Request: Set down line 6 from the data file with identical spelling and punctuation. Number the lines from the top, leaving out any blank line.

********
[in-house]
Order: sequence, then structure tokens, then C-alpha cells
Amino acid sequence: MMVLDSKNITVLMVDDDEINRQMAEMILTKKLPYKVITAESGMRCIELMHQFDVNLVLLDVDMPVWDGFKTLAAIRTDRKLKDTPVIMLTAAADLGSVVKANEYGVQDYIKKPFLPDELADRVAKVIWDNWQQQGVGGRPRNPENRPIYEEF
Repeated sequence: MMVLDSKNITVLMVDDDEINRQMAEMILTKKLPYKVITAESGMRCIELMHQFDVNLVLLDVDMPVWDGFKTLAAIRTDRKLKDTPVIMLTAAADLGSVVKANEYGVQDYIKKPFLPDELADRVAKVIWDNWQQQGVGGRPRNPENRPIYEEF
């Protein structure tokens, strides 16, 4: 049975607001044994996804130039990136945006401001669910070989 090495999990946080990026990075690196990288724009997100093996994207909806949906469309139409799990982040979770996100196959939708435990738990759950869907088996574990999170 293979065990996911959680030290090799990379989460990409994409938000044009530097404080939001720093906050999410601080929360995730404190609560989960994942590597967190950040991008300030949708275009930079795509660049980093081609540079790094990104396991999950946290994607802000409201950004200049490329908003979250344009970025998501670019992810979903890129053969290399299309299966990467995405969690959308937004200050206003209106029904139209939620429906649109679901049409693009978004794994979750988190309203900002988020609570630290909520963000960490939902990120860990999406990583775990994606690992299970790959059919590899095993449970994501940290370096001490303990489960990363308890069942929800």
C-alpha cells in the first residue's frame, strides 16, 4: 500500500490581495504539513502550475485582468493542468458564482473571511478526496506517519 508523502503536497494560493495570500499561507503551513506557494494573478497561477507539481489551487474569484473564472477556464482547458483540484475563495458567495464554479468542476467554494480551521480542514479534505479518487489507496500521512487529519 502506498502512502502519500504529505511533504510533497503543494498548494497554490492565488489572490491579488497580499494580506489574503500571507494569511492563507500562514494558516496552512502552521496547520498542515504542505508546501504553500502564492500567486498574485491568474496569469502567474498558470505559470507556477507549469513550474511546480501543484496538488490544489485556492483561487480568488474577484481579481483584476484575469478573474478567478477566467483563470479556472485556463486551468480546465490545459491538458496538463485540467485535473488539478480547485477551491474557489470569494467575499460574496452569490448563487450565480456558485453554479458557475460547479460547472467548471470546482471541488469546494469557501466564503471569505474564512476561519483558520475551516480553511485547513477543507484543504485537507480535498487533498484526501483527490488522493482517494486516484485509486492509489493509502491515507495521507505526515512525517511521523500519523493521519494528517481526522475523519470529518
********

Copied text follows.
C-alpha cells in the first residue's frame, strides 16, 4: 500500500490581495504539513502550475485582468493542468458564482473571511478526496506517519 508523502503536497494560493495570500499561507503551513506557494494573478497561477507539481489551487474569484473564472477556464482547458483540484475563495458567495464554479468542476467554494480551521480542514479534505479518487489507496500521512487529519 502506498502512502502519500504529505511533504510533497503543494498548494497554490492565488489572490491579488497580499494580506489574503500571507494569511492563507500562514494558516496552512502552521496547520498542515504542505508546501504553500502564492500567486498574485491568474496569469502567474498558470505559470507556477507549469513550474511546480501543484496538488490544489485556492483561487480568488474577484481579481483584476484575469478573474478567478477566467483563470479556472485556463486551468480546465490545459491538458496538463485540467485535473488539478480547485477551491474557489470569494467575499460574496452569490448563487450565480456558485453554479458557475460547479460547472467548471470546482471541488469546494469557501466564503471569505474564512476561519483558520475551516480553511485547513477543507484543504485537507480535498487533498484526501483527490488522493482517494486516484485509486492509489493509502491515507495521507505526515512525517511521523500519523493521519494528517481526522475523519470529518